I wanted The Picture. After all, why do we even HAVE children, if not to get that perfect photo portrait to grace our walls and holiday cards?
I’m kidding, of course! There are tons of reasons to have children (right?). But I look at my friends’ holiday cards year after year with jealous desire. I wanted that picture that would show my five children at their absolutely beautiful, joyful best, like all these other happy families. As my hall table piled up with photo after photo of glamorous parents with their catalog-perfect children cavorting in golden leaves, caught in mid-laughter, I grew more and more envious. My iPhone gallery of blurry pictures, though voluminous, seemed woefully inadequate.
So we booked a wonderful photographer and went for it. And I think I aged five years in two hours.
In those two hours, my “perfect” family seemed determined to demonstrate just how imperfect they actually are. There were three instances of Pooping In Pants/Tights and enough costume changes to be worthy of a Broadway show. The baby fell and grew a lovely bruise on her forehead. My normally smiley 3-year-old decided she would try a “Surly Adolescent” personality for the morning. At least one tween snuck off to play the xBox. The 2-year-old decided to take advantage of our distraction to go into the pantry and find the cookies… of course, the chocolate cookies… and to use her dress as a napkin.
The baby was the best behaved out of everyone. And yes, I am counting myself and my husband.
My main problem? My expectations were far, far too high.
Spare yourself a few new wrinkles. Here are some Golden Rules for Golden Family Pictures:
1. Know that all family photo shoots are chaos.
Foolishly, I thought that just because all the family portraits I’d seen were beautiful, that the families had all behaved beautifully throughout the shooting. According to my wonderful photographer Joanie Schwarz, I couldn’t be more wrong. She assures me that every single family photo shoot is chaos—some more than others (she didn’t tell me where we fell on the continuum, though).
“If the chaos is happy, often times it brings the great shots,” she said. “As long as the chaos doesn’t involve too much bodily fluid, all should be well.” Once, Schwarz said, she had a family where there was “blood, spit up, poop and pee all in one session. AND one of the dogs had a small epileptic seizure. AND it was 100 degrees out. That was a day I’ll never forget,” she said.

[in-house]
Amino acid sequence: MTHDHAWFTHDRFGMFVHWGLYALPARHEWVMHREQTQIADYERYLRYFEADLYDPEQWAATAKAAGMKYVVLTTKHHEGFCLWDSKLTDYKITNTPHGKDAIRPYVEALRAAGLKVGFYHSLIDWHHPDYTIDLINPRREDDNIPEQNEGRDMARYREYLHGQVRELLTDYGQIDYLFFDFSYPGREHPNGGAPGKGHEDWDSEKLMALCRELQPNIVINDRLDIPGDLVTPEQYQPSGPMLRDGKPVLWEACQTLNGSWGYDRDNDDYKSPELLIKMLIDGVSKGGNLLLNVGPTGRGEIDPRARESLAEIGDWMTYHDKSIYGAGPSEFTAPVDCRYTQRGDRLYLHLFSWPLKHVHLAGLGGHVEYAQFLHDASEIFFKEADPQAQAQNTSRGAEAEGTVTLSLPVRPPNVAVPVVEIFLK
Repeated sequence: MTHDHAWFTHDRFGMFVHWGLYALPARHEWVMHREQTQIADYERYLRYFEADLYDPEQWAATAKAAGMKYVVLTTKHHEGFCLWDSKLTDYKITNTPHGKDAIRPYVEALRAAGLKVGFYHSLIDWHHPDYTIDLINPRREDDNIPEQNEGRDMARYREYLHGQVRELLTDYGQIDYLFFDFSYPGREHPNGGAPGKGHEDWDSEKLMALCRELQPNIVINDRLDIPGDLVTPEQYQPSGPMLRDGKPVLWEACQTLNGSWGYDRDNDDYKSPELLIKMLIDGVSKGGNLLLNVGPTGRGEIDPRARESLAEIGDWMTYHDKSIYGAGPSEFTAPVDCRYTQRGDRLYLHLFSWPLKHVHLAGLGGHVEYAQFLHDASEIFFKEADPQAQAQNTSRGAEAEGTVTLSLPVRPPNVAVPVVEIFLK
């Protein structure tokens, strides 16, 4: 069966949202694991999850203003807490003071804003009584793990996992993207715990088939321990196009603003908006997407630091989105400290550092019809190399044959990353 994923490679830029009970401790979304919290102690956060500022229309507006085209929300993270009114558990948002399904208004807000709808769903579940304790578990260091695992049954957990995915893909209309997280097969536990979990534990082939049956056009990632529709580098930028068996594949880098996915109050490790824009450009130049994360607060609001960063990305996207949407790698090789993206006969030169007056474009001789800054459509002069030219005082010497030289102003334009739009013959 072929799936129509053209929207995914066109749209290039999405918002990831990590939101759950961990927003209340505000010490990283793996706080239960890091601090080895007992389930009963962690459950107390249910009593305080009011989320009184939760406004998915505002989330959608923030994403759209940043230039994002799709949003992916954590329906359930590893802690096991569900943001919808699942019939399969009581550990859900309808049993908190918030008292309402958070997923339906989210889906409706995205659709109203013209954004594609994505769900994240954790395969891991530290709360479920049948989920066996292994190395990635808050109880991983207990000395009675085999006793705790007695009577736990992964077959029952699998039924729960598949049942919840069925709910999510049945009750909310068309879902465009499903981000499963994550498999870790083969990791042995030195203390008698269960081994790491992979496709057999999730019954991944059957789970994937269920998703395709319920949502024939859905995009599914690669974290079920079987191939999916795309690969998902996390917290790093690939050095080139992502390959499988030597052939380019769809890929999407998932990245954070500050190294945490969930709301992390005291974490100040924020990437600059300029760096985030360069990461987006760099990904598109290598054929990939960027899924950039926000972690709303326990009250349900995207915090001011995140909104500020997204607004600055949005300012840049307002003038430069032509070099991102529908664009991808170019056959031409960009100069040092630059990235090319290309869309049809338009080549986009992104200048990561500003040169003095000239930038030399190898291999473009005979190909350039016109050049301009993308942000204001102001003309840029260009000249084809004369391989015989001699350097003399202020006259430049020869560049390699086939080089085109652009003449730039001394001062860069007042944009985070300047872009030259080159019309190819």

2. Let it go!
What’s the most important thing to bring to your photo session? “Bring low expectations and be open to the dynamics of the relationship between the child, photographer and setting,” photographer Nina Drapacz said. In fact, this elusive thing called 'relaxing' is important in order to allow the photo shoot to unfold naturally: “This reduces the tension between the child and parent and makes for a better photo shoot.”
“Don’t worry if it is the craziest session on record for the photographer,” Schwarz said. “Your family is unique, and as long as you DON’T put crazy pressure on your kids to have a ‘perfect’ smile, it will be time spent together that will create fun, lasting images.”
This is where I screwed up. I got pretty mad in this photo session: mad that the 3-year-old was Mr. Hyde rather than Dr. Jekyll, mad that everyone decided this was the perfect time to poop, mad that it seemed to be so hard for everyone to even look at the camera at the same time!! Mad, mad, mad.
Which, of course, contradicts the whole purpose of the photo shoot: to celebrate your family, craziness and all. As the parent, you can pick out the outfits (most photographers recommend bright, solid colors) and you can brush the hair, but at a certain point, you have to Let It Go and trust that the photographer will catch those moments that reflect your family.
3. Include the kids’ ideas.
“Encourage your kids to get into the artistic spirit and suggest photo ideas,” photographer Mirah Curzer suggests. “This is a great sign that the kids are having a good time, and happy kids equal great photos. It doesn't matter if their ideas aren't holiday card-worthy. Sometimes kids want to pose with sticks, and I encourage them by taking photos of their ideas and praising them. When they put the sticks down, something else great will happen.”
Some ideas are not so great—my 2-year-old deciding that she should wear her Hello Kitty backpack, for example, or my 3-year-old deciding to hold up a crumpled picture of an ultrasound that she found under a couch (I know, I know). But at one point in our photo session, our 3-year-old and 2-year-old decided to dance. Their dancing, and our loving looks at them as they did so, resulted in of my favorite photos from the shoot.
I’m not sure why I ever believed that my not-perfect family could be perfect in a photo. But what I learned is that photos that capture what my family really is—chaotic, crazy and loving—are priceless.
This article was originally published on Nov. 10, 2014 on TODAY.com.